The process itself is broken into 10 easy to follow steps which follow closely to a traditional three act structure:

  1. Write a one-sentence summary of your novel.
  2. Expand the sentence into a full paragraph covering the setup, primary obstacles, and end.
  3. Write a one-page summary of your main characters which should include the character’s name, motivation, and a paragraph summary to their role in the story.
  4. Take each sentence in your novel summary paragraph and turn those into a paragraph each.
  5. Write a one-page synopsis of each major character and a half-page synopsis for each supporting character, preferably from their point of view.
  6. Expand each paragraph in the novel summary into a page.
  7. Fill in the details to your character profiles, from personal histories and family members to beliefs, flaws, and expected epiphanies.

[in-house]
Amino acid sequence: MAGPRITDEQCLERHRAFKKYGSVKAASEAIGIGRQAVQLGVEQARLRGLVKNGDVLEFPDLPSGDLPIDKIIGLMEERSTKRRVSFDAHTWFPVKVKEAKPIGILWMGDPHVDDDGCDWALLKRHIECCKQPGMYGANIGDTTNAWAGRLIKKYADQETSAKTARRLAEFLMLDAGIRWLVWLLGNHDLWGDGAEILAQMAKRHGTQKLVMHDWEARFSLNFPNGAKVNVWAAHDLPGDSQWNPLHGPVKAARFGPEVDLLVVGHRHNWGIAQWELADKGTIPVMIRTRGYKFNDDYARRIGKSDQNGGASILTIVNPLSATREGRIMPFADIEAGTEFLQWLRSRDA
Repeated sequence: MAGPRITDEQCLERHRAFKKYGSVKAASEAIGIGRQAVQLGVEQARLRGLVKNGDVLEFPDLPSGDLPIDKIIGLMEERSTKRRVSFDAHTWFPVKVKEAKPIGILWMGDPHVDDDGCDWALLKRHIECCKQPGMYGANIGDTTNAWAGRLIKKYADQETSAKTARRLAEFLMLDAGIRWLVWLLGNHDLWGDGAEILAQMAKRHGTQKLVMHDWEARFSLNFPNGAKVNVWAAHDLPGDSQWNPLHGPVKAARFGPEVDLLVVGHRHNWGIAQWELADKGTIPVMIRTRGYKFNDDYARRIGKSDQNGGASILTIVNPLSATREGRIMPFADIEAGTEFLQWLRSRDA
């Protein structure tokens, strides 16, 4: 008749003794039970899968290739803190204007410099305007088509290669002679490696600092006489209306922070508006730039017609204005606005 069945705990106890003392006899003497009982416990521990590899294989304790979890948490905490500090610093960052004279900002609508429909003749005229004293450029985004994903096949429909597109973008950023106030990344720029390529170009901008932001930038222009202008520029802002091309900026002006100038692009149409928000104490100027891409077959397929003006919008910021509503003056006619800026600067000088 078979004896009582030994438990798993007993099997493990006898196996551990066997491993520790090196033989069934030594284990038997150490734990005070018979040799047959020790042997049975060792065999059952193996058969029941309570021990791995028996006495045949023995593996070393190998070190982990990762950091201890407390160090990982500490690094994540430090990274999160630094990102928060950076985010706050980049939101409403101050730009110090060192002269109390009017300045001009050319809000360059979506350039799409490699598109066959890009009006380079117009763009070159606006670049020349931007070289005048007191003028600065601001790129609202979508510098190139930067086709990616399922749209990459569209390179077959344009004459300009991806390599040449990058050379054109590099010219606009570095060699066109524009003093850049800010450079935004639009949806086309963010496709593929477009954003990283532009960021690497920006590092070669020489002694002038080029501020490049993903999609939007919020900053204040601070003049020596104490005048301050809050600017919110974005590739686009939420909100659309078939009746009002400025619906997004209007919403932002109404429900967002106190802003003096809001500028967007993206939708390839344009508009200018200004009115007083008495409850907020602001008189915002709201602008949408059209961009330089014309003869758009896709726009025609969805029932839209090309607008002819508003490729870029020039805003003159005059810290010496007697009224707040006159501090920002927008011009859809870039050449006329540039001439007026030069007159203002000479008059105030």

8. Take your book summary and make a list of scenes you will need, a line on what happens in them, and the POV character. Ingermanson recommends using a spreadsheet to do this step.
  9. As an optional step, return to your book outline and expand each scene into a paragraph. Most importantly, use this step to ask yourself if the scene is necessary and dramatic enough to justify its existence.
  10. Now write your book.

By step 10, we have everything we need to comfortably write with purpose. From then on, we need only go back and forth between our first draft and outline, scrapping out old ideas that we have decided will not work anymore, and adding new ideas when they arise.